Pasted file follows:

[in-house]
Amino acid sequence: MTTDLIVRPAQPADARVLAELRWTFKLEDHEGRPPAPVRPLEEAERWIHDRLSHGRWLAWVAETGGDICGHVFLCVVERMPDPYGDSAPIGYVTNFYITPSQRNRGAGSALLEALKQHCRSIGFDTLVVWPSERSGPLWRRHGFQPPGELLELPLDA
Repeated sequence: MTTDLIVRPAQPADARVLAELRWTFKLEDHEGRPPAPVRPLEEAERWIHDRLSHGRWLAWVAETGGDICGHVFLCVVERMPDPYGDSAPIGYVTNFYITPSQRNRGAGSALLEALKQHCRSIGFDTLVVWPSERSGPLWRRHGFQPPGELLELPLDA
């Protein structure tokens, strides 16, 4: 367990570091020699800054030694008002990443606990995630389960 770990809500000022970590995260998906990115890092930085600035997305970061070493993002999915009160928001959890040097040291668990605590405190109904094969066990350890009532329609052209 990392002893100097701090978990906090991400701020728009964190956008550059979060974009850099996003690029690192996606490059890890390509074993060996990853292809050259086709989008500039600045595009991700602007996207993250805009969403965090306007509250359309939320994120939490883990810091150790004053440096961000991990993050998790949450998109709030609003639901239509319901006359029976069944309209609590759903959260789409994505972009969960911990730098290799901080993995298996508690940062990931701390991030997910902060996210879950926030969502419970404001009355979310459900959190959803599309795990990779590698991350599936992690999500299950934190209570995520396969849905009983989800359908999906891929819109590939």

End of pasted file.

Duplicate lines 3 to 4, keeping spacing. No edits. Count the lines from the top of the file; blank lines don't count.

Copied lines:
Repeated sequence: MTTDLIVRPAQPADARVLAELRWTFKLEDHEGRPPAPVRPLEEAERWIHDRLSHGRWLAWVAETGGDICGHVFLCVVERMPDPYGDSAPIGYVTNFYITPSQRNRGAGSALLEALKQHCRSIGFDTLVVWPSERSGPLWRRHGFQPPGELLELPLDA
């Protein structure tokens, strides 16, 4: 367990570091020699800054030694008002990443606990995630389960 770990809500000022970590995260998906990115890092930085600035997305970061070493993002999915009160928001959890040097040291668990605590405190109904094969066990350890009532329609052209 990392002893100097701090978990906090991400701020728009964190956008550059979060974009850099996003690029690192996606490059890890390509074993060996990853292809050259086709989008500039600045595009991700602007996207993250805009969403965090306007509250359309939320994120939490883990810091150790004053440096961000991990993050998790949450998109709030609003639901239509319901006359029976069944309209609590759903959260789409994505972009969960911990730098290799901080993995298996508690940062990931701390991030997910902060996210879950926030969502419970404001009355979310459900959190959803599309795990990779590698991350599936992690999500299950934190209570995520396969849905009983989800359908999906891929819109590939």